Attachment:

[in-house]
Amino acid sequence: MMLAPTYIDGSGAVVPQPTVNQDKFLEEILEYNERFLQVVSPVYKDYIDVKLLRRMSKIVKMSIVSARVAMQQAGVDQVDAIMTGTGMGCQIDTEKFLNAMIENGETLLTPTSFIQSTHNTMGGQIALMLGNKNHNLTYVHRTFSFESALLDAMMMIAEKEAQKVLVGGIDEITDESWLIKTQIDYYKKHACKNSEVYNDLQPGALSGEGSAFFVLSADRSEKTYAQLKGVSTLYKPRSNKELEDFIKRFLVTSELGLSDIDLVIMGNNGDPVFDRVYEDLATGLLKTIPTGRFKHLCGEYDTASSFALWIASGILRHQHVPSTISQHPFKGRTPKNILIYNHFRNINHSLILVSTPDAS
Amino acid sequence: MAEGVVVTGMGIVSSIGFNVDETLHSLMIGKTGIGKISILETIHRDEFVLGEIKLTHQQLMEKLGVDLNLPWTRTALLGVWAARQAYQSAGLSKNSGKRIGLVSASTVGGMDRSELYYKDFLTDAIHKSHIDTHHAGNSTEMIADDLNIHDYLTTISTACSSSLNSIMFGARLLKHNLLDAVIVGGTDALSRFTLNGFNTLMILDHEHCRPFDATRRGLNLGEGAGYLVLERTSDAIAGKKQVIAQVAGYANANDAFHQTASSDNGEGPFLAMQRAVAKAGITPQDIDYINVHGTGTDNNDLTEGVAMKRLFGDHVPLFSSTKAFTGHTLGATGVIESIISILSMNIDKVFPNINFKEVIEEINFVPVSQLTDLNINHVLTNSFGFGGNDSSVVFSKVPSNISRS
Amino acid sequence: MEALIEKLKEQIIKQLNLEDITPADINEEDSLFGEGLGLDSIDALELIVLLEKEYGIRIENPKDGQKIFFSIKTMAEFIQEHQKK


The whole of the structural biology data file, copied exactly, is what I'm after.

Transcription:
[in-house]
Amino acid sequence: MMLAPTYIDGSGAVVPQPTVNQDKFLEEILEYNERFLQVVSPVYKDYIDVKLLRRMSKIVKMSIVSARVAMQQAGVDQVDAIMTGTGMGCQIDTEKFLNAMIENGETLLTPTSFIQSTHNTMGGQIALMLGNKNHNLTYVHRTFSFESALLDAMMMIAEKEAQKVLVGGIDEITDESWLIKTQIDYYKKHACKNSEVYNDLQPGALSGEGSAFFVLSADRSEKTYAQLKGVSTLYKPRSNKELEDFIKRFLVTSELGLSDIDLVIMGNNGDPVFDRVYEDLATGLLKTIPTGRFKHLCGEYDTASSFALWIASGILRHQHVPSTISQHPFKGRTPKNILIYNHFRNINHSLILVSTPDAS
Amino acid sequence: MAEGVVVTGMGIVSSIGFNVDETLHSLMIGKTGIGKISILETIHRDEFVLGEIKLTHQQLMEKLGVDLNLPWTRTALLGVWAARQAYQSAGLSKNSGKRIGLVSASTVGGMDRSELYYKDFLTDAIHKSHIDTHHAGNSTEMIADDLNIHDYLTTISTACSSSLNSIMFGARLLKHNLLDAVIVGGTDALSRFTLNGFNTLMILDHEHCRPFDATRRGLNLGEGAGYLVLERTSDAIAGKKQVIAQVAGYANANDAFHQTASSDNGEGPFLAMQRAVAKAGITPQDIDYINVHGTGTDNNDLTEGVAMKRLFGDHVPLFSSTKAFTGHTLGATGVIESIISILSMNIDKVFPNINFKEVIEEINFVPVSQLTDLNINHVLTNSFGFGGNDSSVVFSKVPSNISRS
Amino acid sequence: MEALIEKLKEQIIKQLNLEDITPADINEEDSLFGEGLGLDSIDALELIVLLEKEYGIRIENPKDGQKIFFSIKTMAEFIQEHQKK